If you have freeze-damaged plants, is there anything you can do for them? While you cannot save plants that have died from the cold, there are things you can do for those plants that lived but are just damaged. Some of these steps call for immediate action, while others require patience.
For damaged plants that are herbaceous—plants that do not have woody stems—you want to remove any dead leaves. This should be done as soon as possible since these dead leaves may promote disease, especially if they are touching the base of the plant.
For plants with woody stems, you need to be patient. Instead of pruning off what you feel may be dead wood immediately, you want to give your plants time to grow again. This way, you can see where your plants are sprouting and can determine which parts need removing. Watering is one thing you can do after the immediate danger of continued freezes is over. The water will not help the plant to grow, but may thaw any ice which has formed in the soil.
You may find you have some damage on your trees. If you have a newly planted tree, its roots may have suffered, while a tree that has been in the ground for some time may only have damage to the ends of its stems. You will need to wait until spring to assess each tree individually. Follow the advice for woody-stemmed plants and wait until new growth appears to determine where damage has occurred. Trees may take more time to bud out than shrubs, and even one side or a portion of the tree may take more time than the rest of it, so be very patient with large plants. The worst damage that may occur on trees or woody plants is cracks in the trunk. If the crack extends to the base, prepare yourself for the possibility you may lose the plant entirely.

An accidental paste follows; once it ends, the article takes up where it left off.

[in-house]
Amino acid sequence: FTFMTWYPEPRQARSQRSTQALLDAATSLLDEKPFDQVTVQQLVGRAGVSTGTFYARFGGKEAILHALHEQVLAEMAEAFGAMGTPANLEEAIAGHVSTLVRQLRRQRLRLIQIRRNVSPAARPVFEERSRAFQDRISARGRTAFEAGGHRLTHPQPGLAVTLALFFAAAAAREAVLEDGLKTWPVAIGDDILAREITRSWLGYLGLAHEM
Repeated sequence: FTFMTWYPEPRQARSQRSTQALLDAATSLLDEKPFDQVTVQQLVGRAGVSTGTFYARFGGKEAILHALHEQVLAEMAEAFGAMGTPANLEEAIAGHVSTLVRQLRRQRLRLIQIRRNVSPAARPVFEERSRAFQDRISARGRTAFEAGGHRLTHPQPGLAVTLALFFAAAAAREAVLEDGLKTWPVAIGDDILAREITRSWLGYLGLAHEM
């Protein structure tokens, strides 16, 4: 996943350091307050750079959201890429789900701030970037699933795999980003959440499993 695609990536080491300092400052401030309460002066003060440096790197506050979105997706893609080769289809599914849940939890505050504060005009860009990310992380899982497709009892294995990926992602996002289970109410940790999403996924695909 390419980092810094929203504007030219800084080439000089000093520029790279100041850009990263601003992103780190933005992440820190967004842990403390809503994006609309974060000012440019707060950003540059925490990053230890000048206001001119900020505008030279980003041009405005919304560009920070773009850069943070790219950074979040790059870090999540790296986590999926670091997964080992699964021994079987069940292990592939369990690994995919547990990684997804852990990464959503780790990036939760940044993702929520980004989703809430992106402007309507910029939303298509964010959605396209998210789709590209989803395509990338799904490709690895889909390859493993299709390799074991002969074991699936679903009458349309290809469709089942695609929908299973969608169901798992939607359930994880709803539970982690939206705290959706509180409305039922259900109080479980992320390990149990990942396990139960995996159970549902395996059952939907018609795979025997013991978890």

For vines that you feel have frozen, wait until the weather warms then cut the partially dead stems to new growth, as low as around six inches above the ground. Patience will be required since it may take months or possibly years for your vine to once again grow to its prior length.
Lastly, lawns may have suffered damage, too. It is best not to walk on grass that is frozen, so wait until temperatures warm before going out to check on your lawn. Although you may immediately see damage, again, this calls for patience. You can remove the damaged areas and replace with sod or plugs in the spring. Remember, many grasses turn brown in the winter naturally in their dormant state, so things may not be as bad as it initially looks. Also, the fact that these freezes came late in the winter may have helped insulate your lawn against damage since a longer blade length would help freeze damage from occurring.
The one thing that you do not want to do whether you are talking about lawns, shrubs, trees, perennials, or vines is to fertilize. Fertilizing now would only promote quick growth which might attract pests and would be more susceptible to damage from future frosts later in the season. Let your plants rest now and later you may give them the appropriate amount and type of fertilization at the proper time.
What makes these latest freezes so damaging, besides the extremely low temperatures, is that the plants may have already been putting on new growth. The good thing is that by the middle of April, the possibility of another freeze should just be a memory.